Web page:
New RadioShack CEO retooling store design to reboot sales

Posted Sunday, Jul. 21, 2013  comments  Print Reprints
A

Have more to add? News tip? Tell us

Joe Magnacca doesn’t think RadioShack needs to be reinvented, just rebooted.

The veteran merchant, who took the reins as CEO of the Fort Worth-based electronics retailer in February, is hard at work rethinking the chain’s 4,400 company-owned stores to provide a cleaner, more contemporary look along with products that will attract younger consumers.

Showing off the company’s newest concept store in Manhattan to reporters last week, Magnacca pointed out an upfront display of stylish Beats headphones and a sound wall, where shoppers can listen to music on various speakers. Apple and Samsung products have been grouped together, and cellphones pushed to a side wall near the rear.

The goal is to reposition RadioShack in the minds of consumers as a source of fun and hip technology, not just phone accessories, cables and batteries. He wants to introduce the company to a new generation of shoppers.

“Technology creates change, and change is good for RadioShack,” said Magnacca, who came to RadioShack after executive stints with Walgreens and the Duane Reade drugstore chain.

“We sit in a relevant space, the technology space, but for a time we’ve had an irrelevant brand,” Magnacca said. “Our job is to revive that brand.”

Whether a new store design can reignite sales is unknown. But it’s clear that Magnacca is bringing a merchant’s touch to a company that has struggled under the leadership of finance specialists for several years.

The company lost $139 million in 2012, as sales declined by 2.7 percent to $4.26 billion. Last summer, the company suspended its dividend as its stock price fell to an all-time low, and in September, the board fired Jim Gooch, a former chief financial officer who had been CEO for just 16 months.

Analysts expect the red ink to continue when second-quarter results are released on Tuesday. In a research note last week, analysts at Deutsche Bank told clients they expect a drop in same-store sales of 5 percent and a loss of 17 cents a share, or roughly $17 million.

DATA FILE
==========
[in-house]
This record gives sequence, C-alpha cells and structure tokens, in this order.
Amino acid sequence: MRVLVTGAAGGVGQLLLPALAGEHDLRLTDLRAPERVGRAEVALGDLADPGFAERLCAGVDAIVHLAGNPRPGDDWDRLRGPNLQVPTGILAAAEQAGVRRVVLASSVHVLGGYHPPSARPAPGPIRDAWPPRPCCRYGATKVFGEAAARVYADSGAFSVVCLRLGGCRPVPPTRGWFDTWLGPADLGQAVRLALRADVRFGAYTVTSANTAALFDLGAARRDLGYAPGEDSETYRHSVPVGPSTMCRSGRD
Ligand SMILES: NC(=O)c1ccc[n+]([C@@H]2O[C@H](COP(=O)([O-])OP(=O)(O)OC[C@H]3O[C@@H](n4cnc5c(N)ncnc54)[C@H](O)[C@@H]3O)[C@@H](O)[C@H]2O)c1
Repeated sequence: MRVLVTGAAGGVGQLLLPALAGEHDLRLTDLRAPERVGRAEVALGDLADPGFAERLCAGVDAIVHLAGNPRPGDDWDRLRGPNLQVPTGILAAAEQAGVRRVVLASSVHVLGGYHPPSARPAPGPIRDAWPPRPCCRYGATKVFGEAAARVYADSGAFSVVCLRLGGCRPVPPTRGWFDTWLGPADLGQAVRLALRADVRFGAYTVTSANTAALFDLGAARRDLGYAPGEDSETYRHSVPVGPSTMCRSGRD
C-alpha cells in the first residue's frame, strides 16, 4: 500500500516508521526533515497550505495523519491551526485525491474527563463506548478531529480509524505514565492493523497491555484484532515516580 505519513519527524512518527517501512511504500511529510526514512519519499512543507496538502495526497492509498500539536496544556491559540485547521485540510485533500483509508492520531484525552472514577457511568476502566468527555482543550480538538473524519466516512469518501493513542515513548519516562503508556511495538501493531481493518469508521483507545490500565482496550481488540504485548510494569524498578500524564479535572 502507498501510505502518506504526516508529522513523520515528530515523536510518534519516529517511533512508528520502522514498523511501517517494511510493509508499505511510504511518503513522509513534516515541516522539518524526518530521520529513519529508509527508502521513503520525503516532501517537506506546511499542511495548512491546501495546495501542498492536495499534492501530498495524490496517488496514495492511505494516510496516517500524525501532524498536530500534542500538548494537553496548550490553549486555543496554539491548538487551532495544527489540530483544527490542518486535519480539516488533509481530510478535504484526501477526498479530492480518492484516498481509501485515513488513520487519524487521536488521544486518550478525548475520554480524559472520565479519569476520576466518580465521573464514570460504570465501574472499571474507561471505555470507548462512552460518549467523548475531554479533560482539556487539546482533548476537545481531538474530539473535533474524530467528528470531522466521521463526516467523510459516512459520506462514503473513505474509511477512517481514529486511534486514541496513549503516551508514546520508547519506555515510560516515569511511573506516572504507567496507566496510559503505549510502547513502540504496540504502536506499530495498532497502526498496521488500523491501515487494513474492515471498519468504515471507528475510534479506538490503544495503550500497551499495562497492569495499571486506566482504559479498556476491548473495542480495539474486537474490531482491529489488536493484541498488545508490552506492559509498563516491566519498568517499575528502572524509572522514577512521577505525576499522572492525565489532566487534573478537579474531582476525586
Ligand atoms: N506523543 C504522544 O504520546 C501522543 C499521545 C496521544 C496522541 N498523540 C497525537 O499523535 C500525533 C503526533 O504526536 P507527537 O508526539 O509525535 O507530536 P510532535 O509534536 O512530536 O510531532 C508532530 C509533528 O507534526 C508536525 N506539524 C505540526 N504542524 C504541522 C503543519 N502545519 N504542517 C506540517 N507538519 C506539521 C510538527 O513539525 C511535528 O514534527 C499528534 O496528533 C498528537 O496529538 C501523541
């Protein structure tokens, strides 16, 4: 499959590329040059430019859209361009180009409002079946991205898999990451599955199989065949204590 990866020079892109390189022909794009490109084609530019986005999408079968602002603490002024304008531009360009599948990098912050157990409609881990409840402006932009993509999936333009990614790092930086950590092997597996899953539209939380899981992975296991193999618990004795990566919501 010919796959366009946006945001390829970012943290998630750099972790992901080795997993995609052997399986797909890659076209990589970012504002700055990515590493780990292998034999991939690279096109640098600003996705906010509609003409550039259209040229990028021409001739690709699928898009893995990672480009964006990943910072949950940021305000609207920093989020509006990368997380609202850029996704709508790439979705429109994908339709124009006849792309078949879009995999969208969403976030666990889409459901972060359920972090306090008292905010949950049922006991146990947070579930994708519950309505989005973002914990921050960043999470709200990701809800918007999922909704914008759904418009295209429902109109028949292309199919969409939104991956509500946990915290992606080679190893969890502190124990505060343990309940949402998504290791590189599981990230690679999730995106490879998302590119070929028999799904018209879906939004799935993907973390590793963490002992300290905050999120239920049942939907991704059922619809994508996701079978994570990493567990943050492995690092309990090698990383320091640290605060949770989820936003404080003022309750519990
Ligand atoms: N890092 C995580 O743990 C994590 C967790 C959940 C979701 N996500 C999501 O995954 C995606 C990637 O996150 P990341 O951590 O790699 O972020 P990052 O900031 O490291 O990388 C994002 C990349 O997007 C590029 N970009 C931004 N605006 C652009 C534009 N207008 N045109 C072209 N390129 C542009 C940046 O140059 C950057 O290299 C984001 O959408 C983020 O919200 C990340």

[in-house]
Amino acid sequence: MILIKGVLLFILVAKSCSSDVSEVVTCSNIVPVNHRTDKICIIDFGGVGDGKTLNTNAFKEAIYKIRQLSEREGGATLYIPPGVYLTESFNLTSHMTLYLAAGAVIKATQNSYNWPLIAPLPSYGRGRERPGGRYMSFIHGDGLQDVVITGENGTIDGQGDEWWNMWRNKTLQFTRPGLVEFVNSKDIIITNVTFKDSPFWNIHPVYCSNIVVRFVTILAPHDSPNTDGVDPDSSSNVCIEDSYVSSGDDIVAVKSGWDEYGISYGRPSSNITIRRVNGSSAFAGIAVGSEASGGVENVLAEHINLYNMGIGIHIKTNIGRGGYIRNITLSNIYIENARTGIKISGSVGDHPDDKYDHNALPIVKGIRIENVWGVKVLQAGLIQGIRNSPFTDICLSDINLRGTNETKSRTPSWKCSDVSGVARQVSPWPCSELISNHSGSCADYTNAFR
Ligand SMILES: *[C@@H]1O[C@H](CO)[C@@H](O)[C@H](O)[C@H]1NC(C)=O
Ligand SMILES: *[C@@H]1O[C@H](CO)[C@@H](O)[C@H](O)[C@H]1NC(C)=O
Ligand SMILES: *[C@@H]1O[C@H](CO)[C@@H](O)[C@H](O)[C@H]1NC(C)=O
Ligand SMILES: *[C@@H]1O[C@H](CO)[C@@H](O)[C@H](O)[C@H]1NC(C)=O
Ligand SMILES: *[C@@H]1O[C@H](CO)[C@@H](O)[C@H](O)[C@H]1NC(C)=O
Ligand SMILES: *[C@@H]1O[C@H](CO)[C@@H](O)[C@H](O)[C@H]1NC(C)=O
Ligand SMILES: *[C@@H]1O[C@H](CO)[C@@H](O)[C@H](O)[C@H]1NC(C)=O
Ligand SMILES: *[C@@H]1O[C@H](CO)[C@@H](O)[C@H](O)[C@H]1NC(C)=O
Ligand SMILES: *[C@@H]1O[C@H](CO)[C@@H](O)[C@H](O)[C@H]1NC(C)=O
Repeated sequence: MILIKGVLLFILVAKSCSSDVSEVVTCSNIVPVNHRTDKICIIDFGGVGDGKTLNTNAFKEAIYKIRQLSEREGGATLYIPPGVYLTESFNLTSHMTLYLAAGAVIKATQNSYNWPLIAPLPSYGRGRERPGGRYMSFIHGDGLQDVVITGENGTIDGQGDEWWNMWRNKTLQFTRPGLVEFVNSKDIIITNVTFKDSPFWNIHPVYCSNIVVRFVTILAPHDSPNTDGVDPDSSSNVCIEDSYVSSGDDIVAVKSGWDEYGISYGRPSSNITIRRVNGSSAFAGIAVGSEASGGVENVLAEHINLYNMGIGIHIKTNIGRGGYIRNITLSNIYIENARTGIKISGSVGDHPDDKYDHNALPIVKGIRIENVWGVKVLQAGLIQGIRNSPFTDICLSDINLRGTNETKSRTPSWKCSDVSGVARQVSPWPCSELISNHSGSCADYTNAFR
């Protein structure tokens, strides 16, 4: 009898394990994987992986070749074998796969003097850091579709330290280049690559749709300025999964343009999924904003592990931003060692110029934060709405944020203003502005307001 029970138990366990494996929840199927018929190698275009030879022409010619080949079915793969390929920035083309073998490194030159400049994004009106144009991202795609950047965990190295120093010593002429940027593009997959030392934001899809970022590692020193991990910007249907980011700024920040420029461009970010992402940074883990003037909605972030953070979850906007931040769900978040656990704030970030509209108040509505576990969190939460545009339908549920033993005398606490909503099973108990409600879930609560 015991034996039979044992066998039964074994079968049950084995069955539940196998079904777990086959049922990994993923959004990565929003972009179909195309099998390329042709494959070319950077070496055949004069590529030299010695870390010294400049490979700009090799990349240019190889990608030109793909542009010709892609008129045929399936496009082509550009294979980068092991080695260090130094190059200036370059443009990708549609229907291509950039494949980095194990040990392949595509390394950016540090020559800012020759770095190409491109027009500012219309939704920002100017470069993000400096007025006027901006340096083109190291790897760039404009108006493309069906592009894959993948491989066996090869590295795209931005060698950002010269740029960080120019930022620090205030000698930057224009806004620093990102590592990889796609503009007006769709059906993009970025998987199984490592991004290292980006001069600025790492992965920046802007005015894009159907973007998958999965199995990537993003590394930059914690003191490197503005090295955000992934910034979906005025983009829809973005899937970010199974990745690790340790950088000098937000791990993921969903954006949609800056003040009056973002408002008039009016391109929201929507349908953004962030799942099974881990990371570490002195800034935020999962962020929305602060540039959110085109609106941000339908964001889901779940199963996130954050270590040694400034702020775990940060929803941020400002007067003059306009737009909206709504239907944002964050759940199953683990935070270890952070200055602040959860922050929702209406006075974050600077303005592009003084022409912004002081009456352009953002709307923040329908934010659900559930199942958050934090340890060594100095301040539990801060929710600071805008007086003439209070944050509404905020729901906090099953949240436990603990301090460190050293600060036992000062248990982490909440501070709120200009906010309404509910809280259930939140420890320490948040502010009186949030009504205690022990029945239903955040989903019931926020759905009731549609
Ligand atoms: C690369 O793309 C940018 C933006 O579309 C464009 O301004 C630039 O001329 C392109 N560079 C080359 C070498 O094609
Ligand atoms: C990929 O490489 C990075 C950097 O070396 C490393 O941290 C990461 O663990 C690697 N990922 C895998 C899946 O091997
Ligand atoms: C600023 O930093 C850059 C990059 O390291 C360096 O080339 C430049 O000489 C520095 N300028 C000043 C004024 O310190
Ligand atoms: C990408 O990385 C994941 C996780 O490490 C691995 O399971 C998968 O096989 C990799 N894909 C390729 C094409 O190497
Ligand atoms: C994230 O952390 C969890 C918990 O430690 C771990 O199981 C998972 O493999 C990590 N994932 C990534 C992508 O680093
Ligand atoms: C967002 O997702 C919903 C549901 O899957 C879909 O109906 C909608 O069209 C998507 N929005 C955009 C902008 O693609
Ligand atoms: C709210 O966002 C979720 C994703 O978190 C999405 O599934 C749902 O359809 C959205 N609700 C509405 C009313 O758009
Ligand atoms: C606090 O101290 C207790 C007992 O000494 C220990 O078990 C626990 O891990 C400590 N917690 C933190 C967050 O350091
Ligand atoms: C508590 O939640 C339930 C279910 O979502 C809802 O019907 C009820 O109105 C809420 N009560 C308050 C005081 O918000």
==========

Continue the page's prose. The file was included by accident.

The previous management team “was risk-averse, it was a finance-run company,” Magnacca said. “In that environment, unproven inventory is not a bet that you make. I’m the opposite.”

Since joining RadioShack, Magnacca has hired several new executives, including Michael DeFazio, a former colleague at Walgreens who is senior vice president for store concepts, and Jennifer Warren, a veteran retail marketing strategist, as chief marketing officer.

In the past two months, his team has been working on new store concepts, converting the RadioShack on Camp Bowie Boulevard near Interstate 30 in Fort Worth into a “living lab” store. Display by display, merchandising executives reviewed each product category to “eliminate redundancies,” Magnacca said, and look for new product opportunities.

While mobility products, or cellphones, still contribute about half of the company’s revenue, Magnacca believes that the company became too reliant on the segment, which has changed dramatically since RadioShack became a player in cellphone sales more than a decade ago. “We probably backed off on product development in nonmobility,” Magnacca said.